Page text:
I last read this book when I was around 10 years old, and I know I enjoyed it then. But when A Legend of Earthsea came out on the SciFi Channel, I decided I needed to read it again. I wasn’t disappointed.
Ursula K. LeGuin is not a member of the Science Fiction Hall of Fame because she writes bad books, and A Wizard of Earthsea is just what you would expect from a Hall-of-Famer. In fact, I would say that anyone who wants to know the Fantasy genre should read this entire series, but especially A Wizard of Earthsea.
Some things you should note:
- Books were shorter then. This book is only around 200 pages long, unlike the epics that are coming out as trilogies, 600 pages per book (aka 1800 pages for the trilogy). This makes it a quick read, and fun. Not something that ends up seeming like a chore to complete.
- Fantasy doesn’t have to be a Lord of the Rings clone, and this isn’t. I actually stopped reading fantasy for a long time because it seemed like every book that comes out was about a group (usually called a Fellowship) on a quest to stop some great doom from befalling their land. And the hero was always someone you least expected. Plus elves and wizards. UGH!
This is the story of Ged Sparrowhawk and how he comes of age as a wizard in his land. He is a typical teenager in many ways, not too sure of himself, but knowing what he wants and going after it without thinking of the consequences. Because of this, he ends up unleashing something that he shouldn’t have. And so spends the rest of the book figuring out what to do about it.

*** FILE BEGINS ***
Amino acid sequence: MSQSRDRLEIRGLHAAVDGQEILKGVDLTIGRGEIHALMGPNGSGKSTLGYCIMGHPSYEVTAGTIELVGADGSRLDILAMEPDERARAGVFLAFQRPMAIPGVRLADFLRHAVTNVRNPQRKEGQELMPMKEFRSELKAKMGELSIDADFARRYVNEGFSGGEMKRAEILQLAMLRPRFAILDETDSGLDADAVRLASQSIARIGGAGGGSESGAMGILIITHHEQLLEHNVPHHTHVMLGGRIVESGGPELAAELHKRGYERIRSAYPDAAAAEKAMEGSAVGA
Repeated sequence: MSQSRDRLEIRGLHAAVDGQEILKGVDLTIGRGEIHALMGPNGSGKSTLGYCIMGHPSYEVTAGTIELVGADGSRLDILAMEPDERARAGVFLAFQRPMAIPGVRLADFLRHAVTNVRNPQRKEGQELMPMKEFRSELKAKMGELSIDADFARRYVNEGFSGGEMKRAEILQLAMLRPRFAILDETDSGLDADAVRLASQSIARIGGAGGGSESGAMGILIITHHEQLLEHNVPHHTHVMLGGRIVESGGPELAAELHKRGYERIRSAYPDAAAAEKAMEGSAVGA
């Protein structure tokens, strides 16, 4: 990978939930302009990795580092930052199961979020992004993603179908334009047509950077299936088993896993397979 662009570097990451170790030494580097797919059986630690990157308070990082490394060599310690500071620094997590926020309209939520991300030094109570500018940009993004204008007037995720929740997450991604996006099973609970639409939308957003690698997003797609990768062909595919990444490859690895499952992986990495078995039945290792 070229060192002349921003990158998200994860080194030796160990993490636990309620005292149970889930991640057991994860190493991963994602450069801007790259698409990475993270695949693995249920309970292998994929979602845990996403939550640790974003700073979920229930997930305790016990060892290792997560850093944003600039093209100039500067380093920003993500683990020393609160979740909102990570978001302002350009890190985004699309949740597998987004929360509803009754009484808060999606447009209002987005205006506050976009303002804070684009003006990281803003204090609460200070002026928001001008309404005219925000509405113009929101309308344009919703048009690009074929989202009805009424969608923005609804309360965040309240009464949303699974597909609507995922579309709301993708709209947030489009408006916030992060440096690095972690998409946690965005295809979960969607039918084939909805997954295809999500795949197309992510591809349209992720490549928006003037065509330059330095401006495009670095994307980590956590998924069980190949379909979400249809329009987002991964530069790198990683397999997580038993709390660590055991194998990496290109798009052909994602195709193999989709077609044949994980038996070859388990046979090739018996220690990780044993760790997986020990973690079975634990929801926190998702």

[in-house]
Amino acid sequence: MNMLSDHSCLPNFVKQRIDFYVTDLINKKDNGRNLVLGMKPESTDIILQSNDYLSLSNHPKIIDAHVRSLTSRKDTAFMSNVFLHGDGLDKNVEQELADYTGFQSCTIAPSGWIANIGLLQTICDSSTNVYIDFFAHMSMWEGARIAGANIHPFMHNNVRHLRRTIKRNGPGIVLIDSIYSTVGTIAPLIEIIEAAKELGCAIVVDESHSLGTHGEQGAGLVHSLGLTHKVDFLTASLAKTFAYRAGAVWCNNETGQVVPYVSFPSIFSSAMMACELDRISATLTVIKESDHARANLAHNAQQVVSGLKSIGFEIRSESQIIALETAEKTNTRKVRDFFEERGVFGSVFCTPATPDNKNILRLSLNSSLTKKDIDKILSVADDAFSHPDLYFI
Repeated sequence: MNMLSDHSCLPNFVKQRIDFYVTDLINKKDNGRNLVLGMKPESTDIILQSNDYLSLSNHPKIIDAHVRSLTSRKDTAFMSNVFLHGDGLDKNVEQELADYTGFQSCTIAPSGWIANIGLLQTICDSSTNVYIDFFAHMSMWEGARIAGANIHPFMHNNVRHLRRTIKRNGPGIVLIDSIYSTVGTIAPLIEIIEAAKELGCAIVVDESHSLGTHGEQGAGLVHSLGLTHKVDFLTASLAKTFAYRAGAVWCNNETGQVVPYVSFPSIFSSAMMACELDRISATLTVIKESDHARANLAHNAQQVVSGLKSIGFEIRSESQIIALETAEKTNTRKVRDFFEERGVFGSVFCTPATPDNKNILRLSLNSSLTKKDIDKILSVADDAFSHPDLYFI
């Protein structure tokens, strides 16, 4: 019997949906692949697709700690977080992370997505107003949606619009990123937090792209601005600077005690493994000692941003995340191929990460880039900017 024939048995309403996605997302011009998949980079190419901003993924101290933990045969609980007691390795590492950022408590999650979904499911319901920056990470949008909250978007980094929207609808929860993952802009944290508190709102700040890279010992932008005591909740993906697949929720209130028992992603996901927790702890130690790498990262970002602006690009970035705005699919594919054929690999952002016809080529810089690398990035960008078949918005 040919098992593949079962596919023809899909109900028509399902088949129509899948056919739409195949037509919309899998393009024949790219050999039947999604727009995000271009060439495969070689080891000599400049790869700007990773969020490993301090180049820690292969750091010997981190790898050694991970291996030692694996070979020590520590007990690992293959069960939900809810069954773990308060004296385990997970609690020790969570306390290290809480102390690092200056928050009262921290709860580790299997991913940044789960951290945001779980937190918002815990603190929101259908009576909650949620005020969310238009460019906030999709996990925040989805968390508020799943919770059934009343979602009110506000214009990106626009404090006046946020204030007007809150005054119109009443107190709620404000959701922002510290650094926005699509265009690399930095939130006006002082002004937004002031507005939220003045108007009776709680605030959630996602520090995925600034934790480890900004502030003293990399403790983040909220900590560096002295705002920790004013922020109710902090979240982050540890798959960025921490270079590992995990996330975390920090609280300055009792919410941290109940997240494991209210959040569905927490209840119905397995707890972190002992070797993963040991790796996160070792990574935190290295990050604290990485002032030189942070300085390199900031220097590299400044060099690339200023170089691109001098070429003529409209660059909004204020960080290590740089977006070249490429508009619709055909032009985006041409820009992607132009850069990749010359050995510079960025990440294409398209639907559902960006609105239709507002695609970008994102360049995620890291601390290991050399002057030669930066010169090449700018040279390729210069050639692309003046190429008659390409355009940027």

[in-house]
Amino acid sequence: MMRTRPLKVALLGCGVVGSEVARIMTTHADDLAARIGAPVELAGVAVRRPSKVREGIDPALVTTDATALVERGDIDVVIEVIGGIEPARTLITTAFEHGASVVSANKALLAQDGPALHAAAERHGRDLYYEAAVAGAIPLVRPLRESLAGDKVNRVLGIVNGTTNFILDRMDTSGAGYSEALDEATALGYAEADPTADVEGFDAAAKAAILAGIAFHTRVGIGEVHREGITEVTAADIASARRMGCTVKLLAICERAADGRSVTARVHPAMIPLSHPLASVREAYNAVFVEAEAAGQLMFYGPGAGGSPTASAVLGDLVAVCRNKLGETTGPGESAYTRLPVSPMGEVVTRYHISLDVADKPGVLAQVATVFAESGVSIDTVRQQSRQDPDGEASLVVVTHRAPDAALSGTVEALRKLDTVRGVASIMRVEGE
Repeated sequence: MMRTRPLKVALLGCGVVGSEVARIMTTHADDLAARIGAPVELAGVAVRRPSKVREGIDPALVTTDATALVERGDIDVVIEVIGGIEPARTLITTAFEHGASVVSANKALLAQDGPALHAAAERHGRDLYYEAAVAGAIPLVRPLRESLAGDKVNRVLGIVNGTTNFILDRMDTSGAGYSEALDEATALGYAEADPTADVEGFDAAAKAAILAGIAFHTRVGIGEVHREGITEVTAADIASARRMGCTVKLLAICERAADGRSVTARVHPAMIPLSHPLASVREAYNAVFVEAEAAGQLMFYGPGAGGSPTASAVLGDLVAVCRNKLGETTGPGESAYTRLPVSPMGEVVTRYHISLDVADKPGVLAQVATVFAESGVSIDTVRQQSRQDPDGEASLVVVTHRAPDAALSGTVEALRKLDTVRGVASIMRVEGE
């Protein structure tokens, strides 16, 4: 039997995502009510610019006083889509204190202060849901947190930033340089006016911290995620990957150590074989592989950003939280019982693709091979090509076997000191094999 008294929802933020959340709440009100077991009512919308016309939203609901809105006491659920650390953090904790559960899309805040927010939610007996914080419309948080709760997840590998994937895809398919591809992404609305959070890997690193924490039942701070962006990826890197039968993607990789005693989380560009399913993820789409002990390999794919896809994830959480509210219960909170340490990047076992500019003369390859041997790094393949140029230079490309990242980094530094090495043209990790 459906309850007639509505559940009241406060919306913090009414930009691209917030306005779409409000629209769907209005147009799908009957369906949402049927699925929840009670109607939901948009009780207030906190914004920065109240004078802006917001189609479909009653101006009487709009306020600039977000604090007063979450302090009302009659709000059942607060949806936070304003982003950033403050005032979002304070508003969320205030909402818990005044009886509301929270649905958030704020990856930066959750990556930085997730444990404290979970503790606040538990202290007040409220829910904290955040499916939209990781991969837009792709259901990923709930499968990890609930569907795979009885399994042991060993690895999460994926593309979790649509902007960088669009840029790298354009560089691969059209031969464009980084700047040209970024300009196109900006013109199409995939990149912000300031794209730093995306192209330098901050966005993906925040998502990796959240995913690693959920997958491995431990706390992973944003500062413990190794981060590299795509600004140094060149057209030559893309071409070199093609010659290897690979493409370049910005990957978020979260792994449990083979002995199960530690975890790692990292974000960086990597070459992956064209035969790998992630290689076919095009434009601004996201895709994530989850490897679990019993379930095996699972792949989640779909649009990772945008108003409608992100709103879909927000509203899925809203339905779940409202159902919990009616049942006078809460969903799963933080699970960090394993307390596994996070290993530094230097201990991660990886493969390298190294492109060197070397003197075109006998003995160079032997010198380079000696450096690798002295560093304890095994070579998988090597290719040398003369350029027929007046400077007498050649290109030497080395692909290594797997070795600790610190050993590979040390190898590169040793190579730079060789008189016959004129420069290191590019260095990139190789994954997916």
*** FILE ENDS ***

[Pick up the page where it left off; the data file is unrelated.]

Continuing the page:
What I like best about this fantasy is that it was easy for me as a 10-year-0ld to appreciate and it’s still easy for me to appreciate. Ged is an engaging character who is interesting, and while he has character flaws (pride primarily) he does work to redeem himself. The hardest thing for me about the book was the hammering on about his pride. She must have mentioned it five or six times, and it is what gets him in trouble.
I would recommend this book to anyone who is interested in learning about fantasy or wanting to see how a true master of the genre writes. You won’t be disappointed. And if you read it back when it came out (1968) or in the 70s when you were 10, then I recommend you read it again. It stands the test of time, and remains a great book.